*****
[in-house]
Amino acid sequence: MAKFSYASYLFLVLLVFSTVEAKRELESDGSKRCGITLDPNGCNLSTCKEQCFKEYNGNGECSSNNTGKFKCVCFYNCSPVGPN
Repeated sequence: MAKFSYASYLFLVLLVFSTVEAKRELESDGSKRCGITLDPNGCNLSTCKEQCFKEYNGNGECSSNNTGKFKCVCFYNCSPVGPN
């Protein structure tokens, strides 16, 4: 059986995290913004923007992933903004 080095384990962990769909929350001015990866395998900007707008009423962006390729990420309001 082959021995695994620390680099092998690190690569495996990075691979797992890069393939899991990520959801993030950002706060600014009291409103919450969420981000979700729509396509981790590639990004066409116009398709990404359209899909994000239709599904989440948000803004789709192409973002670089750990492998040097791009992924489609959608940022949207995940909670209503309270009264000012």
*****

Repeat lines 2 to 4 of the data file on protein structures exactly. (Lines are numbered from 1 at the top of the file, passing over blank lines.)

Amino acid sequence: MAKFSYASYLFLVLLVFSTVEAKRELESDGSKRCGITLDPNGCNLSTCKEQCFKEYNGNGECSSNNTGKFKCVCFYNCSPVGPN
Repeated sequence: MAKFSYASYLFLVLLVFSTVEAKRELESDGSKRCGITLDPNGCNLSTCKEQCFKEYNGNGECSSNNTGKFKCVCFYNCSPVGPN
């Protein structure tokens, strides 16, 4: 059986995290913004923007992933903004 080095384990962990769909929350001015990866395998900007707008009423962006390729990420309001 082959021995695994620390680099092998690190690569495996990075691979797992890069393939899991990520959801993030950002706060600014009291409103919450969420981000979700729509396509981790590639990004066409116009398709990404359209899909994000239709599904989440948000803004789709192409973002670089750990492998040097791009992924489609959608940022949207995940909670209503309270009264000012």